Posts Tagged ‘prospects’

Quarterback Retires & Teaches a Sales Lesson

Thursday, September 4th, 2008

Dante Culpepper retired today from the NFL. His notice was sent by email and it’s has some fascinating wording in which is embedded a great selling lesson…

“I have been strongly encouraged from family, friends and league personnel to continue to be patient and wait for an inevitable injury to one of the starting quarterbacks in the league.

“I would rather shut the door to such ‘opportunity’ than continue to wait for one of my fellow quarterbacks to suffer a serious injury. Since I was not given a fair chance to come in and compete for a job, I would rather move on and win in other arenas of life.”

There’s a nice image – as soon as a competitor of mine has some traumatic disaster land on him the size of a 377 pound lineman, I get my turn.

Here’s your thought, sales pro – WHY WAIT? WHY WAIT FOR SOMETHING GOOD OR BAD OR INTERESTING TO HAPPEN. Just move on with your life. You know all those prospects who’ve been hanging you out to dry for months and months and more?

Move on. If you can’t help someone else make a decision, you can’t help them at all.

Move on. Your time is precious and you respect yourself when you treasure time enough to make decisions based on this truism.

Move on. There are great opportunities awaiting your attention.

Good luck Dante, we’ll be watching to see where your toughness and talent get you more success and new adventures.

And reps, start thinking about every situation you’re in and whether you should Move on.

Surprises – Good or Bad?

Wednesday, August 20th, 2008

A motorist casually traveling on a highway had his vehicle crushed by an airborne cow (this time, near Manson, Wash., in November). The 600-pound cow had fallen off a cliff, totaling the minivan but not injuring the driver, who was quoted in an Associated Press dispatch saying repeatedly, “I don’t believe this.” [Seattle Post-Intelligencer-AP, 11-6-07]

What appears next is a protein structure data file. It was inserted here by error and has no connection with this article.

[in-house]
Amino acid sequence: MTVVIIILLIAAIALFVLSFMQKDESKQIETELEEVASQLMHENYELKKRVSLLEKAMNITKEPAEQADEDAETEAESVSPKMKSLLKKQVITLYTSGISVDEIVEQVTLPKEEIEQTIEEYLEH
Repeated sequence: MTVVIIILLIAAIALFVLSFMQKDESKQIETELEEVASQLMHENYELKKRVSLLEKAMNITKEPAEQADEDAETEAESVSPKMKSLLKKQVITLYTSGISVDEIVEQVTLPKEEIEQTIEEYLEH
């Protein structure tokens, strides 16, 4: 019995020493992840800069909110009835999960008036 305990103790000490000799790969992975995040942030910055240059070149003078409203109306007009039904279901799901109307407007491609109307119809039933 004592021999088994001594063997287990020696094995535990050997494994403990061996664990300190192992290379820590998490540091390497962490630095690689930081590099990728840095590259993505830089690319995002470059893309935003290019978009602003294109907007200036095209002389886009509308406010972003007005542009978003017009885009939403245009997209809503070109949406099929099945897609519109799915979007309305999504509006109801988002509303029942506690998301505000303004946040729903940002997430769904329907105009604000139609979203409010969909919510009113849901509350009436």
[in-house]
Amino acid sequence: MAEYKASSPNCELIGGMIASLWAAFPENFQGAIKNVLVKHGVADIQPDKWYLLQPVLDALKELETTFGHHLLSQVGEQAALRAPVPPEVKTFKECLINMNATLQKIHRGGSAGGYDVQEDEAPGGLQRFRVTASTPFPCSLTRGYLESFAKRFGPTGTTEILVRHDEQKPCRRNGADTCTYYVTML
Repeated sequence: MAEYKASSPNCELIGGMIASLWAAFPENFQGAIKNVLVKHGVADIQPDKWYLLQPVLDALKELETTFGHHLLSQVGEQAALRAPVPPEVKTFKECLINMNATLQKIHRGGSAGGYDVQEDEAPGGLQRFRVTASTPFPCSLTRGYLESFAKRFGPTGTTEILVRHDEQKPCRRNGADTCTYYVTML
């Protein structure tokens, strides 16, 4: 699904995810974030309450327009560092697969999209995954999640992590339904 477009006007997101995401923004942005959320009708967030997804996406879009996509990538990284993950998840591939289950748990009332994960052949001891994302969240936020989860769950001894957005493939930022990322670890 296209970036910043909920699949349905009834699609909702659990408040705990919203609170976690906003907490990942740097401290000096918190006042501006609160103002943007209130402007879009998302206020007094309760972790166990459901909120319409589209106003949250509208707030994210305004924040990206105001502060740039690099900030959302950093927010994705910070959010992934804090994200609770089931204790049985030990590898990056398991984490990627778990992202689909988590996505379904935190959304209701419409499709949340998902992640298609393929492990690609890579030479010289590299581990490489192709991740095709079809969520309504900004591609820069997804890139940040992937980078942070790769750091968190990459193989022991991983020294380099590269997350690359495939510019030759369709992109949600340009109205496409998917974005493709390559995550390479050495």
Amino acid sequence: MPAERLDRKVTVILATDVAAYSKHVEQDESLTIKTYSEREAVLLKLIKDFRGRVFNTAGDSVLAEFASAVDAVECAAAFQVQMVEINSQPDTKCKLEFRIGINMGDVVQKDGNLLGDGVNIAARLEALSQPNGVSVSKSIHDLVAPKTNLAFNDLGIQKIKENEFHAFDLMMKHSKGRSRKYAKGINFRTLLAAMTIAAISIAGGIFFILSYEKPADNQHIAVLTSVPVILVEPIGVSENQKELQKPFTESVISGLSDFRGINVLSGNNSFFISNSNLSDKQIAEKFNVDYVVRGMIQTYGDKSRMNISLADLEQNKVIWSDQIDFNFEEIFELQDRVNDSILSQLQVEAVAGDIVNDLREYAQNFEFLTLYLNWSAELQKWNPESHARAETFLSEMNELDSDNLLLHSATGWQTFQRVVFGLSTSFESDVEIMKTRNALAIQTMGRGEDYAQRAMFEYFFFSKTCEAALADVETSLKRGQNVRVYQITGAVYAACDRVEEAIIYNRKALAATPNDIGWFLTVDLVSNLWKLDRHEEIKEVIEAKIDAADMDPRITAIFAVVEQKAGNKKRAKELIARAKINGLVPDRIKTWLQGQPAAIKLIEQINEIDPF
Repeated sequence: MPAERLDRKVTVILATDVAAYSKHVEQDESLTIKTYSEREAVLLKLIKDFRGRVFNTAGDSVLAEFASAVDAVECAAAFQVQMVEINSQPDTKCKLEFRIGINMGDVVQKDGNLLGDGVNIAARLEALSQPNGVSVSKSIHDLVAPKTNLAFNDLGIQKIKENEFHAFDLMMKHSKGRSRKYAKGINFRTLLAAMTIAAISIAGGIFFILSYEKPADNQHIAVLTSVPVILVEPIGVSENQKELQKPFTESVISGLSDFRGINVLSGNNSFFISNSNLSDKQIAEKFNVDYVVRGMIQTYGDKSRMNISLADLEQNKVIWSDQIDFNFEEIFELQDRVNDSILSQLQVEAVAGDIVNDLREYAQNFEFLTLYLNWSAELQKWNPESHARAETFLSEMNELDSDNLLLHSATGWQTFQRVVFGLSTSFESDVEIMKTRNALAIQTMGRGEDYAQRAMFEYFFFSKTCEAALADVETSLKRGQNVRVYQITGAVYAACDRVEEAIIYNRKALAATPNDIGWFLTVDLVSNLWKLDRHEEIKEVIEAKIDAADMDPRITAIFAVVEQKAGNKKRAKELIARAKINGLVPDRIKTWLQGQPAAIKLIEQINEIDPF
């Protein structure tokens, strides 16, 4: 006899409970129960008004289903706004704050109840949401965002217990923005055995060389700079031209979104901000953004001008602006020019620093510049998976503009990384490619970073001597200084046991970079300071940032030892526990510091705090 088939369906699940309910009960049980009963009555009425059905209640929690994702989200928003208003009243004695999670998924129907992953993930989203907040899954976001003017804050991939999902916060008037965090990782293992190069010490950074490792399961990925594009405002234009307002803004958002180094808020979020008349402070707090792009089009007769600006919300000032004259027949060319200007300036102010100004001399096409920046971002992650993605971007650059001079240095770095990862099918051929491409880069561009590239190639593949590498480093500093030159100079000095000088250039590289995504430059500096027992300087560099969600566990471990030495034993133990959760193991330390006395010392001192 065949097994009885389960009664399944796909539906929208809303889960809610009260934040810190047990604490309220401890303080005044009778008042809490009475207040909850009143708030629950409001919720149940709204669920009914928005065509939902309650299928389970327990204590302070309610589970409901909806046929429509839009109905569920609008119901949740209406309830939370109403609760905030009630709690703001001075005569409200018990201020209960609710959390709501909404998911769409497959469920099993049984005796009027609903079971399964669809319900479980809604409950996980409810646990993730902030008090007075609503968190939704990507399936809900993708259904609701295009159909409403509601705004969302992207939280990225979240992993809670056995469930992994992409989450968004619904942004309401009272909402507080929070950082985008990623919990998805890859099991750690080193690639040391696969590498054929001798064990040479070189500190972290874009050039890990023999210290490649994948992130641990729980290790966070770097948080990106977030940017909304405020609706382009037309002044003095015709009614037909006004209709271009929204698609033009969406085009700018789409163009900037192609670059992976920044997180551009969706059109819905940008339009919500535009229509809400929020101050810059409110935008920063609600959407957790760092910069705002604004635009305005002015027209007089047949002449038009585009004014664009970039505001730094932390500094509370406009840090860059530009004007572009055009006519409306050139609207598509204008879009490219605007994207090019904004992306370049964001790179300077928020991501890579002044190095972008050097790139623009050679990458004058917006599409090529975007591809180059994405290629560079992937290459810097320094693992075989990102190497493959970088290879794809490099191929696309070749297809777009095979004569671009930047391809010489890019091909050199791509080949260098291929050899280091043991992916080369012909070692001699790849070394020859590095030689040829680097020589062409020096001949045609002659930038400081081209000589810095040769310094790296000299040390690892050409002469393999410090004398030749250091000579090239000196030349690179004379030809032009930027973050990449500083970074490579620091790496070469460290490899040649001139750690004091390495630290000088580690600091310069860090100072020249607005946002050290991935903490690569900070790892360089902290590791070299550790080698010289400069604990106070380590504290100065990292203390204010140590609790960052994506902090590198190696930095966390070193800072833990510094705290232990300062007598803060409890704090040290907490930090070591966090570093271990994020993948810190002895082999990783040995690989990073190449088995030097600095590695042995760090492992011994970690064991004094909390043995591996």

In what situation is a surprise a good thing in sales?

When you give a new client a thank you gift – good thing.

When you under promise and over deliver – good thing.

When you introduce a great new product or service – good thing.

What scenario makes for a bad surprise?

When you aren’t forthright with delivery trouble – bad thing.

When your new client experience leads to buyer’s remorse – bad thing.

When you make a failed first impression on a new prospect – bad thing.

Plan surprises for prospects. It delights their hearts. Think about the joy that comes from your good unexpected moments.

Find a unique gift (I’ll be discover loads of them at the Motivation Show in Chicago next month, September 23-25), and deliver it – preferably in person. See if that doesn’t deepen your relationship and erode the competitive edge others have built in the background.

And let me know what you did. I’llĀ  share it here.